We know that 15,000 families in Blackpool claim tax credits and 23,000 children live in these families but we don’t know yet on how the revised thresholds will pan out in terms of numbers affected.

Potentially a good number of these will not only be affected by a cut in amount but all of them will be affected by the freeze on uprating.  The benefit cap drop from £26,000 to £20,000 will also have a real financial impact – for those 135 people already capped it will be a further income drop of over £100 per week.

Just days on from seeing education experts confirm that our children’s social care services are on the up and improving, our social workers will, I hope, feel a sense of pride at being recognised as the proud and passionate workers they are.

They are making an incredible difference to the most troubled families’ lives under incredibly difficult circumstances but how will those families that they visit cope when we have less resource to help them and they have less money to live off?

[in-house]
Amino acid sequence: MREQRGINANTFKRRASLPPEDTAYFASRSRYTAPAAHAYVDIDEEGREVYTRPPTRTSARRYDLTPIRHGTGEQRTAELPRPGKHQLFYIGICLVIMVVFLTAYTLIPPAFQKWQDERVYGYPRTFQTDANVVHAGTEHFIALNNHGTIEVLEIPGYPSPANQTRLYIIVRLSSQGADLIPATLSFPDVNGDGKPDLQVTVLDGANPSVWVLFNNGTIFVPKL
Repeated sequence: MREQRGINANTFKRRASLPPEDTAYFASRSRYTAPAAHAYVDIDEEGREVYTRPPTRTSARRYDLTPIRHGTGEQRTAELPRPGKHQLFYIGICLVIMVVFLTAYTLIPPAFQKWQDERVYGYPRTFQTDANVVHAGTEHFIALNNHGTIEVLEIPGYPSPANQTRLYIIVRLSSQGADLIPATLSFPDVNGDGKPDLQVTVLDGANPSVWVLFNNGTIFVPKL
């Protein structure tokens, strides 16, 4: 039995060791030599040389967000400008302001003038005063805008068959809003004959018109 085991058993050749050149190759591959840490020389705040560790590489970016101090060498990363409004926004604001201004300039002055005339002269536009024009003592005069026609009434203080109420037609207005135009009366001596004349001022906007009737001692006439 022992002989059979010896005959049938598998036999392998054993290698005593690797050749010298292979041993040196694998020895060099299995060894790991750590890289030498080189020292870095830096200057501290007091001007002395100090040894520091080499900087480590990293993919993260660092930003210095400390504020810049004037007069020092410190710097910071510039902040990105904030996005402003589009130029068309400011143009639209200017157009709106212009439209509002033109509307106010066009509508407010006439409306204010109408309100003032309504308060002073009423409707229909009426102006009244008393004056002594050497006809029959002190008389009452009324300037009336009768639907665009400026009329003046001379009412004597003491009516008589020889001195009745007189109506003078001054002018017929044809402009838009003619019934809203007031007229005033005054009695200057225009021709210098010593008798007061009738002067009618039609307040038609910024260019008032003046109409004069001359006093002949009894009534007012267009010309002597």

I am supportive of any initiative to help people into work. The best way out of poverty is through work. What I do wonder is where all the jobs will come from once people are off benefits. A key priority for this council is to generate new jobs. That is at the heart of every scheme we implement from building new sea defences to developing a new museum to boost the tourism industry.

Budget blog

On Friday 27 February, the full council met to discuss this year’s budget proposals. The proposals were passed with 25 councillors voting in favour and nine against. Here, Cllr Simon Blackburn, Leader of Blackpool Council explains the tough decisions the authority had to make and will have to make in the future.

February 27 was a truly grim day and certainly one that, coming into politics, I never expected to have to deal with.

Although I am satisfied that we have a budget that is achievable and protects vital services, it is with a very heavy heart that I agreed to a £26 million reduction in budget and the loss of 300 jobs.